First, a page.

The Washington Post also reports that Premier Wen Jiabao has moved aggressively to push forward a reform agenda that had gained little momentum prior to Bo’s ouster. In an interview with PBS Newshour’s Margaret Warner, CDT’s Xiao Qiang reminds China watchers that Bo’s dirt has been aired publicly not because he’s a glaring exception in the world of China’s upper leadership, but rather because he lost a succession battle:
Meanwhile, the hits keep coming for Bo Guagua. Though he denied having driven a Ferrari and defended himself against claims he led a lavish and pampered lifestyle in a Tuesday statement to the Harvard Crimson, The Wall Street Journal reports that the “princeling” has picked up three traffic citations in Massachusetts while driving a Porsche:
Mr. Bo’s whereabouts is unknown, but he has lived until recently at an upscale apartment building in Cambridge, Mass., with a full-time concierge and sun deck. Apartments like his typically rent for about $2,950 a month, according to rental websites. Mr. Bo appeared to have left his apartment nearly two weeks ago escorted by private security personnel, according to a person familiar with the matter.
Massachusetts Department of Transportation records show Mr. Bo was stopped by police for allegedly running stop signs in December 2010 and May 2011, one of them at 2:20 a.m., and for speeding in February 2011. The license plate of the car, which the Journal learned from someone familiar with the matter, showed it was a black 2011 Porsche Panamera registered to someone at his address. Cars similar to that cost $80,000 or more new, according to Edmunds.com.
The license plate on the car is registered to James Jun Cui, according to state records. A person with that name has an address in New York City. A man who answered a cellphone linked with Mr. Cui on Thursday evening was asked about his relationship with Bo Guagua. He replied, “I’m traveling, now is not a good time,” and hung up.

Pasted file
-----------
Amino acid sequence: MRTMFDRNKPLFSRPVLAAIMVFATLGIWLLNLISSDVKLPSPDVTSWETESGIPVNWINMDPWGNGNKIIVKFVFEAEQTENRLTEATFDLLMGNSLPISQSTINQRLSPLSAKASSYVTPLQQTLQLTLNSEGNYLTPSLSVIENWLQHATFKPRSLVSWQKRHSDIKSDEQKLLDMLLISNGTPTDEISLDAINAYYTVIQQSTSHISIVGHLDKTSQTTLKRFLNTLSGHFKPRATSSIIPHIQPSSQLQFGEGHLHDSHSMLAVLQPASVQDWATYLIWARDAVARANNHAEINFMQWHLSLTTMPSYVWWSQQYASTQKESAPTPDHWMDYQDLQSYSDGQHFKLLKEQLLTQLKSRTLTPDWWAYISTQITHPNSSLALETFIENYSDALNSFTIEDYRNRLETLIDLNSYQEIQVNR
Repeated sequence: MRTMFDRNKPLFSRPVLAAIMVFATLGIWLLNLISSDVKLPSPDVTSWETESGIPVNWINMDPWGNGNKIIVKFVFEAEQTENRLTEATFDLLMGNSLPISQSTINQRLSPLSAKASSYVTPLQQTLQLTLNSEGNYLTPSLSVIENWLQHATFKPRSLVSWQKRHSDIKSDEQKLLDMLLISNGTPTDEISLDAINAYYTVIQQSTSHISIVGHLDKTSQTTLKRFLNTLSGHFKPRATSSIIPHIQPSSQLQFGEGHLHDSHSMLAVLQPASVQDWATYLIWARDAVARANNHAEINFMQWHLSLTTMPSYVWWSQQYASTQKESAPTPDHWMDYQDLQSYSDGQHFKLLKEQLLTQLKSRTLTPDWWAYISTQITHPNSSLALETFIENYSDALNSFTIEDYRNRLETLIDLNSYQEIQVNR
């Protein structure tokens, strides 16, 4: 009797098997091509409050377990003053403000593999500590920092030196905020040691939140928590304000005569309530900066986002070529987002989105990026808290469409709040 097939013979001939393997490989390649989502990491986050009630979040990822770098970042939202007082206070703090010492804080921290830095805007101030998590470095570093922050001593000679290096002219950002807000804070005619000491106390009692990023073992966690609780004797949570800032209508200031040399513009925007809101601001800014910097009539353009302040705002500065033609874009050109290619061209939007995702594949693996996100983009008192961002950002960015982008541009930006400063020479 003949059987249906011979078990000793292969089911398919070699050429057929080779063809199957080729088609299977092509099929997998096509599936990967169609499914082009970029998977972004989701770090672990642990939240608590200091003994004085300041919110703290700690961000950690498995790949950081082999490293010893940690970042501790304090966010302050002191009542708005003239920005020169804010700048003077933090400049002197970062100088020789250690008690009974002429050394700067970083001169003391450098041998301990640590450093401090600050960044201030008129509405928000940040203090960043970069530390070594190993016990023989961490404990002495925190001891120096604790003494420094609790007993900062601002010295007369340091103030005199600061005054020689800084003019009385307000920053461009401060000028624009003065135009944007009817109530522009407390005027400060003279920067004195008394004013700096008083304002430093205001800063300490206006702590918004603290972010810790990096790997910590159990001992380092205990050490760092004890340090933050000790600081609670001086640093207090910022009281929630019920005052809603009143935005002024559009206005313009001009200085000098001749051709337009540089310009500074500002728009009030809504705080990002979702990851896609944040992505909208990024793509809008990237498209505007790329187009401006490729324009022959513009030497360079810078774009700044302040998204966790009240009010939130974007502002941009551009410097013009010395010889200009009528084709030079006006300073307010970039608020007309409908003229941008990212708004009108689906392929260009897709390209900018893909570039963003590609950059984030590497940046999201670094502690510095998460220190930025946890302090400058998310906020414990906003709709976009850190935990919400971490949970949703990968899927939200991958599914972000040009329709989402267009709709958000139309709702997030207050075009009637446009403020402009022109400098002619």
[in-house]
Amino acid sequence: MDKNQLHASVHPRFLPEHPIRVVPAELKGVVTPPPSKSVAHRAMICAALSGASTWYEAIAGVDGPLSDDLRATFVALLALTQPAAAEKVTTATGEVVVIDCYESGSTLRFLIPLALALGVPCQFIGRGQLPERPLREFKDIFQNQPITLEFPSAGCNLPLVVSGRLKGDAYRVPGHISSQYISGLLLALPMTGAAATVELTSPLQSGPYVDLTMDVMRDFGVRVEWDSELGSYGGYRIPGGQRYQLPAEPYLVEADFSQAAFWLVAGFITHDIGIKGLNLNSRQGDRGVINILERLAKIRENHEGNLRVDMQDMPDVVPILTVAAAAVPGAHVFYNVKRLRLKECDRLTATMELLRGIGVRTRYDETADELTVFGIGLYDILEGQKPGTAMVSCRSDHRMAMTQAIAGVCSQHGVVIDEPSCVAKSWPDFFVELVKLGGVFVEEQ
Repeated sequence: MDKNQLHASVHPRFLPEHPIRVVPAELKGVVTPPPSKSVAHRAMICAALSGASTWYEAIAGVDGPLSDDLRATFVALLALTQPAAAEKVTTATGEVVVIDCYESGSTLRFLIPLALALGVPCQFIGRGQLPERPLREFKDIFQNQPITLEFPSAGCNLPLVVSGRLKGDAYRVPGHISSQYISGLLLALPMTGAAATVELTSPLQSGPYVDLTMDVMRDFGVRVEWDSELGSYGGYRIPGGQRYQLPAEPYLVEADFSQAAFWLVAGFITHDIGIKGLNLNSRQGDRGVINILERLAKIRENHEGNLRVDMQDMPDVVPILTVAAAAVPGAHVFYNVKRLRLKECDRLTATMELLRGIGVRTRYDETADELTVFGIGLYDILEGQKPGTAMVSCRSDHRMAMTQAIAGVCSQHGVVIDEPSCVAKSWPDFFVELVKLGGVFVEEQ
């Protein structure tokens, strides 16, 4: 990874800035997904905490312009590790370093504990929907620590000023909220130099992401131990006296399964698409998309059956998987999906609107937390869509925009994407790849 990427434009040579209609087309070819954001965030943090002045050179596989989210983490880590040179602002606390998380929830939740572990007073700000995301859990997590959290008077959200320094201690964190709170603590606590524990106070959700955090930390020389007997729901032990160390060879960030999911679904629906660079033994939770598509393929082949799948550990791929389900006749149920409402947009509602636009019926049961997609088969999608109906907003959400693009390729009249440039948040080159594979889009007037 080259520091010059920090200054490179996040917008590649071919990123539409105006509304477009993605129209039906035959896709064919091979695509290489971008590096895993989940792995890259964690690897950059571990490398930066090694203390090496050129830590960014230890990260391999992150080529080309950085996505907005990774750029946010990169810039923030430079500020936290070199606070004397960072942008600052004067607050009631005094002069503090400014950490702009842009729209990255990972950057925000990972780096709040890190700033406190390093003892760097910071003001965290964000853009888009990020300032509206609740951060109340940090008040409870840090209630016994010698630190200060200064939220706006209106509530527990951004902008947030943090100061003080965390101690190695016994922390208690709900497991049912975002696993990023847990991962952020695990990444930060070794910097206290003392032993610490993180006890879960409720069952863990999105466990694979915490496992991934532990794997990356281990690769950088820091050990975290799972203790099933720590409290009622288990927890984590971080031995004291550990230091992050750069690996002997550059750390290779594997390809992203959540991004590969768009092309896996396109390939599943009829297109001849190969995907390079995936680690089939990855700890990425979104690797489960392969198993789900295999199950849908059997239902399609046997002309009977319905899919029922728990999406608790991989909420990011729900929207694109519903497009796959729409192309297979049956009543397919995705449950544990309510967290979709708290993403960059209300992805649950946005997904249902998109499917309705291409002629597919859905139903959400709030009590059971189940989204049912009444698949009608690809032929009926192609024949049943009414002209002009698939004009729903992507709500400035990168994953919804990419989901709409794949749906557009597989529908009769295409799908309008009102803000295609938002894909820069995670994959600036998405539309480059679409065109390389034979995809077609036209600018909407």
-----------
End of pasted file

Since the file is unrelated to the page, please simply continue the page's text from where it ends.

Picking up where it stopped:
Li, 34, said in a telephone interview yesterday that the last time he saw his father was at the funeral of his grandfather, Bo Yibo, in early 2007, and he hasn’t had any contact with him since. The former Citigroup Inc. (C) banker, who later went into private equity, said he was in China and not under detention.
Li’s comments seek to dispel speculation he profited from the position of his father, who was suspended earlier this month from the ruling Politburo. The ouster of Bo and the arrest of his wife on suspicion of murder have heightened scrutiny of the family’s business interests and sparked China’s deepest political crisis since the 1989 Tiananmen uprising.
“This incident has destroyed my life,” said Li, who also goes by the name Brendan Li. “I have no way to control how others think, but I have no desire to bask in his glow,” he said, referring to his father.
On Thursday, Bo’s brother Li Xueming resigned from his position on the board of state-controlled alternative energy company China Everbright International.